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Reruns of 'Simpsons' Episodes on FXX Won't Change Actors' Residuals

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Reruns of 'Simpsons' Episodes on FXX Won't Change Actors' Residuals
Photo Source: Courtesy Fox

The mega deal that will see FXX broadcast and stream episodes of “The Simpsons” next year won’t break SAG-AFTRA’s residuals structure.

FX Networks announced last month that its new channel had landed the exclusive cable and VOD rights to the animated comedy series in a deal that could be worth close to $1 billion. The pact, which is considered one of the most lucrative non-network syndication deals in the history of television, also includes full digital rights.

At a time when services like Netflix and Amazon Prime are the go-tos for streaming audiences, “Simpsons” lovers will have to use the forthcoming FXNow, a mobile viewing app.

Still, the calculation for streaming residual payments, which the actors’ union expects to start processing in November 2014, is the same, according to Jennifer Gaudry, SAG-AFTRA’s director of residual contracts.

“When you’re talking about residuals for streaming, we do have specific rates that are due in the new media side letter that was negotiated for SAG in June of 2009,” Gaudry said. “Ultimately everything gets to a gross receipts–based residual. But initially there is a fixed residual. A percentage of applicable minimum for the first year. And there’s actually a streaming window around the initial exposition. For newer pictures, the model is a little different.”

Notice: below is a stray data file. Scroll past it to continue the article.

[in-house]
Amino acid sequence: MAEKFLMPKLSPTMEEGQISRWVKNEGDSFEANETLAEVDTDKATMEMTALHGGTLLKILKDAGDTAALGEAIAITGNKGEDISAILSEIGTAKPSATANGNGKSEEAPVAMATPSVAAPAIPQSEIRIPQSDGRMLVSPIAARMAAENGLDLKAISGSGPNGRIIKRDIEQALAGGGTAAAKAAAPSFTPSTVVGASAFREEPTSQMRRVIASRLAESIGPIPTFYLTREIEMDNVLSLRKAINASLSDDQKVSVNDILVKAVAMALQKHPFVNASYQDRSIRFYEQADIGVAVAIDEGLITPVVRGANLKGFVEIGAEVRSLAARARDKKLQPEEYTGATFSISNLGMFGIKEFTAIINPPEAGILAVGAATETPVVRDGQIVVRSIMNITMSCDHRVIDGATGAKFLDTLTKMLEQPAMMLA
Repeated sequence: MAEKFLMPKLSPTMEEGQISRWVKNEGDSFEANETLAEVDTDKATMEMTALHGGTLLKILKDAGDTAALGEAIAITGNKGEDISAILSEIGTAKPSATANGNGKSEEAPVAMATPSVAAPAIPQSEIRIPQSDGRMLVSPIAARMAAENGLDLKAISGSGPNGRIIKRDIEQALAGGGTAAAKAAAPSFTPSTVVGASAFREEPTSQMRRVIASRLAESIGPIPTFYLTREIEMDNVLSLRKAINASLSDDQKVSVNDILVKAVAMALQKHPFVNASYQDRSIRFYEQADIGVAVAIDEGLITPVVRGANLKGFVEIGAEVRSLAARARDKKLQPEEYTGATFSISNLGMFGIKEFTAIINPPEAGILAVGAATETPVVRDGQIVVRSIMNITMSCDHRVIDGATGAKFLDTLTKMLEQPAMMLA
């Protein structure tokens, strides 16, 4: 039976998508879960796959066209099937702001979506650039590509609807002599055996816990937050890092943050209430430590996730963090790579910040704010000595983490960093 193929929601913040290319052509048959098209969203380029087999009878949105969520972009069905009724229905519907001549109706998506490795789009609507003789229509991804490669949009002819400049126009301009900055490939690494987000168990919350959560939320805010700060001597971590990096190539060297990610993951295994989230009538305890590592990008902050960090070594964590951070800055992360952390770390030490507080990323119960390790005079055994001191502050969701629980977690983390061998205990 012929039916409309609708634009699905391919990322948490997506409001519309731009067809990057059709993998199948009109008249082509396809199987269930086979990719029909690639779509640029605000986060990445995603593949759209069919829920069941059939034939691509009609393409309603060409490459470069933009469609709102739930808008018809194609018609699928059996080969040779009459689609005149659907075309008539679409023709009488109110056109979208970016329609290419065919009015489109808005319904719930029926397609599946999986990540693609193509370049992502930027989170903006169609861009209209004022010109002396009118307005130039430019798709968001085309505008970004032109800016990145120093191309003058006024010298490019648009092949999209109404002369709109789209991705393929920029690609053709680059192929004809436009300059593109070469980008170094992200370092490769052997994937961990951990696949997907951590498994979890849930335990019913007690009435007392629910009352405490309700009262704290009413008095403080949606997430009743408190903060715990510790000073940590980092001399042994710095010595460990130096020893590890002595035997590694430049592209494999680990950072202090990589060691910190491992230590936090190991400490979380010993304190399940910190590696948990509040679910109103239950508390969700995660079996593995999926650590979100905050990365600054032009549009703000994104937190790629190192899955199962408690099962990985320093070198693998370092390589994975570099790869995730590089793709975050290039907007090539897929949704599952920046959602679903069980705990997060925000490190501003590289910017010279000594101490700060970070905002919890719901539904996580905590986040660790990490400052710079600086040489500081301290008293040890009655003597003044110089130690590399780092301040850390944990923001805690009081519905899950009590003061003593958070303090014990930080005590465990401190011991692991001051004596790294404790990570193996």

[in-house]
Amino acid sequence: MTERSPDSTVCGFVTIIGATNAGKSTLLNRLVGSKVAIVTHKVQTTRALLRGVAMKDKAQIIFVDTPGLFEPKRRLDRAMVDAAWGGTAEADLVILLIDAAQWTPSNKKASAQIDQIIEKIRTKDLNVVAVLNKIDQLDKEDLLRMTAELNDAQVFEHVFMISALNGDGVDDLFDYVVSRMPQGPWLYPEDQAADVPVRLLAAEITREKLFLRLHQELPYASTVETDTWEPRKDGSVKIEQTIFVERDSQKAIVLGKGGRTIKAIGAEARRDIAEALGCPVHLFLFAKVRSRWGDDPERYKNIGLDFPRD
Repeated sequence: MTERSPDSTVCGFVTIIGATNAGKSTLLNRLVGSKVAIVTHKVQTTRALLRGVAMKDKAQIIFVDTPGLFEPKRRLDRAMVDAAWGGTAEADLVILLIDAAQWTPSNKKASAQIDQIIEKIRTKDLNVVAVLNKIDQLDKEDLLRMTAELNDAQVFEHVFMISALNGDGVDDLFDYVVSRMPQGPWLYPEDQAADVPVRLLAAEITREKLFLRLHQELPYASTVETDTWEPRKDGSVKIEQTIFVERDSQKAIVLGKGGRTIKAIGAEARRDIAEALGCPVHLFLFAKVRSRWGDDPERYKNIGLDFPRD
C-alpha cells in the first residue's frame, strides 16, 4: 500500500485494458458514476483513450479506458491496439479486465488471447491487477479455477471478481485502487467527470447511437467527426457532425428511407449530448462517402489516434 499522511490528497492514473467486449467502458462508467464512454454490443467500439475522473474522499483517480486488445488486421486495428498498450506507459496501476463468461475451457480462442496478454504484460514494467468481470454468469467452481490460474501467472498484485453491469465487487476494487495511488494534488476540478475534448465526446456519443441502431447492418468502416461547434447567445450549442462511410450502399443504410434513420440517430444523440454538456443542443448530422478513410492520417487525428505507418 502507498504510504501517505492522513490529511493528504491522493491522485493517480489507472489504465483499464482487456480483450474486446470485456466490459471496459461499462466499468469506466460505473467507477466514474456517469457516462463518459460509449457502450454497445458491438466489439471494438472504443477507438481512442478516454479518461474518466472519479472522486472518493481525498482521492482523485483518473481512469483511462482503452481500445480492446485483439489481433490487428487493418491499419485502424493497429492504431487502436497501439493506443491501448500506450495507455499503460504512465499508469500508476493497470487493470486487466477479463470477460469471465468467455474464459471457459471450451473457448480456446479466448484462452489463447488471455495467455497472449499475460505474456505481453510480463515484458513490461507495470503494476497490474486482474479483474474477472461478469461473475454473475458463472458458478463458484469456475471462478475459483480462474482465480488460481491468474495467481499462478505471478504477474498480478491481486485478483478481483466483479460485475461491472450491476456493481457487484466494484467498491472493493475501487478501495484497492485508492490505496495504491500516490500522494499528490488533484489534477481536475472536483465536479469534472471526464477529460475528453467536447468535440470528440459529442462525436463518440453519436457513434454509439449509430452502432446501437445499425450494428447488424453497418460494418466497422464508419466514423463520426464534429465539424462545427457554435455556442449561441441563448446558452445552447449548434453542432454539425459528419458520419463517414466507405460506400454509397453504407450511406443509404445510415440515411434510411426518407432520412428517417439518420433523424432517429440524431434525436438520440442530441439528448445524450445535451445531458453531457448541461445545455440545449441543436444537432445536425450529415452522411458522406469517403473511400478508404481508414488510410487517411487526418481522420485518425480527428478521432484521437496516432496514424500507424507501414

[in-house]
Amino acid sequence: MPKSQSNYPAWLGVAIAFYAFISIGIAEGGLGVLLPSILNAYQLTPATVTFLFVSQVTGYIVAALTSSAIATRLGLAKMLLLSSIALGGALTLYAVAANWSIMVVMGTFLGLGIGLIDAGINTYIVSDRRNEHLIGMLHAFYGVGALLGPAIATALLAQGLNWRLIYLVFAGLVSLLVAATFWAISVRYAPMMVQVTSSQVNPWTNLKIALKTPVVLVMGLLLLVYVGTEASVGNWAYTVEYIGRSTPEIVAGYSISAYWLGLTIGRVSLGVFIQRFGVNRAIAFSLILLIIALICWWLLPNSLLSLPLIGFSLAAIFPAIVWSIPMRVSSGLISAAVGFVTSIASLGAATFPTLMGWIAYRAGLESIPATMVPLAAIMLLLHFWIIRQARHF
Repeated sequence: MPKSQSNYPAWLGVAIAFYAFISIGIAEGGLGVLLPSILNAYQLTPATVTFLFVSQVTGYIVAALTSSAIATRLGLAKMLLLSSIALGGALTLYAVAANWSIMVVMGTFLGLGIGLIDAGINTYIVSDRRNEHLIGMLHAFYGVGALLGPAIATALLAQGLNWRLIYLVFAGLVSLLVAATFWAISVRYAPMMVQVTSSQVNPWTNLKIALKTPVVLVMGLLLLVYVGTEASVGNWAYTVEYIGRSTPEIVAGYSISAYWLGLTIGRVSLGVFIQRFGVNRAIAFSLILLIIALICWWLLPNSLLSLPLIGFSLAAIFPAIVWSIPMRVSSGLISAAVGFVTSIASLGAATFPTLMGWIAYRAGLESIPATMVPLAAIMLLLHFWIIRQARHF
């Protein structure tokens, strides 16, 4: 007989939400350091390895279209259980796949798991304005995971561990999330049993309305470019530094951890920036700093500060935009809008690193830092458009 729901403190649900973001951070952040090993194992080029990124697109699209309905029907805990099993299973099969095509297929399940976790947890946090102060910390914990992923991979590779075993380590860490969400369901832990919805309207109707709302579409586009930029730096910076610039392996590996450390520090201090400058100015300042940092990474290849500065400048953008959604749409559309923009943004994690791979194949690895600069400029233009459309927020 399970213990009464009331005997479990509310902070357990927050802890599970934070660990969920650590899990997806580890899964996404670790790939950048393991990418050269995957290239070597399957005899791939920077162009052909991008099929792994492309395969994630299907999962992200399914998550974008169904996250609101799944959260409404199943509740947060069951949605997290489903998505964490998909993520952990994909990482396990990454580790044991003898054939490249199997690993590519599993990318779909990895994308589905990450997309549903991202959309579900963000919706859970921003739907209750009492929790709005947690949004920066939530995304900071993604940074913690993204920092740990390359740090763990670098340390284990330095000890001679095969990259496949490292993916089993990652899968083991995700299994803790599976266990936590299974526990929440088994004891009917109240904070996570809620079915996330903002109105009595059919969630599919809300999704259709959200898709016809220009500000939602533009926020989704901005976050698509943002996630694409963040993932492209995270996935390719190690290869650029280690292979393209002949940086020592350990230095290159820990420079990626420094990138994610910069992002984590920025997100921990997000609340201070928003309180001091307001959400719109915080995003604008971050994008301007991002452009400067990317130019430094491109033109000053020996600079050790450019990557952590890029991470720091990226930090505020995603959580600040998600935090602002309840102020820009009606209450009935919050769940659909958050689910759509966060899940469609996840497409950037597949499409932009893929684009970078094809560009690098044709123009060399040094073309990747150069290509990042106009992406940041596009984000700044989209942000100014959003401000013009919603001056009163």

“What residuals formula is applicable when is going to depend on whether it’s just library product—essentially shows that were produced prior to 2009 or don’t start streaming until more than a year after their initial exhibition window ends—or not. What’s due based on that timing is certainly clear, it’s just a matter of how quickly the newer seasons become available or not.”

The series will have a 530-episode library when it begins airing on FXX in August 2014, with that number set to climb to 574 by September 2015 as a 25th season is currently in production.

FXX is reportedly paying somewhere around $1.5 million per episode and had to beat out four competitors to land the series.

Gaudry said that the exclusivity of the FXX deal is common and that performers didn’t lose out on potential revenue from other streaming deals.

“The volume of episodes attached to ‘The Simpsons,’ that’s unique,” she said. “But the concept that any company would enter into first a deal with one specific entity and they would have it alone before they went off to others, that’s not out of the ordinary.”

Gaudry said she hasn’t reviewed the details of the deal yet but when SAG-AFTRA receives the documents next year the union does have remedies if it believes performers were shortchanged. “We can’t dictate what companies do with their programs, but there are options under the agreements if we see an issue,” she said.

Performers are allocated 6 percent of gross receipts from the series, which is broken down by episode, Gaudry explained.

“If you had a DVD release that was either multiple seasons or a whole entire series, you’re going to take the grosses and allocate them across every episode and then the performers get their pro-rata share in each episode,” she said. “You have to treat each picture separately.”

The deal that allows FXX to rerun “Simpsons” episodes won’t change the equation for actors’ residuals payments. “The residuals formulas that are in place aren’t changing,” said Gaudry.

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